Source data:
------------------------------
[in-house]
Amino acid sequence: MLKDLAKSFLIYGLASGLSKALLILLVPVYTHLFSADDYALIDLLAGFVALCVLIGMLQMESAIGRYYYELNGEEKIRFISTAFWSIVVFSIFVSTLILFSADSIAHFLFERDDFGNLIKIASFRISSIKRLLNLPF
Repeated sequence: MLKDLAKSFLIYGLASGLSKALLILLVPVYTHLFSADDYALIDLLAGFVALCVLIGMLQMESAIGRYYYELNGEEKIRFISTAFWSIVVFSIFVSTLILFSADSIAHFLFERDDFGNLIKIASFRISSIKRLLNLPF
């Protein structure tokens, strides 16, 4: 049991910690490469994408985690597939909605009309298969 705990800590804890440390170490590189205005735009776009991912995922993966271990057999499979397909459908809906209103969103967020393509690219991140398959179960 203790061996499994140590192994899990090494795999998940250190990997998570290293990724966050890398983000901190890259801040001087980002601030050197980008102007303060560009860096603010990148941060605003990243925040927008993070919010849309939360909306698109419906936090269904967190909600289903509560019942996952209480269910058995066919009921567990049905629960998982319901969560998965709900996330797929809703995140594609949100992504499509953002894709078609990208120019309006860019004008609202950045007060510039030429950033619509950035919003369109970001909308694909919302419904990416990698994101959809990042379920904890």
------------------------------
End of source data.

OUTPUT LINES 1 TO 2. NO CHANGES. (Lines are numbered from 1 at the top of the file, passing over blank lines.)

[in-house]
Amino acid sequence: MLKDLAKSFLIYGLASGLSKALLILLVPVYTHLFSADDYALIDLLAGFVALCVLIGMLQMESAIGRYYYELNGEEKIRFISTAFWSIVVFSIFVSTLILFSADSIAHFLFERDDFGNLIKIASFRISSIKRLLNLPF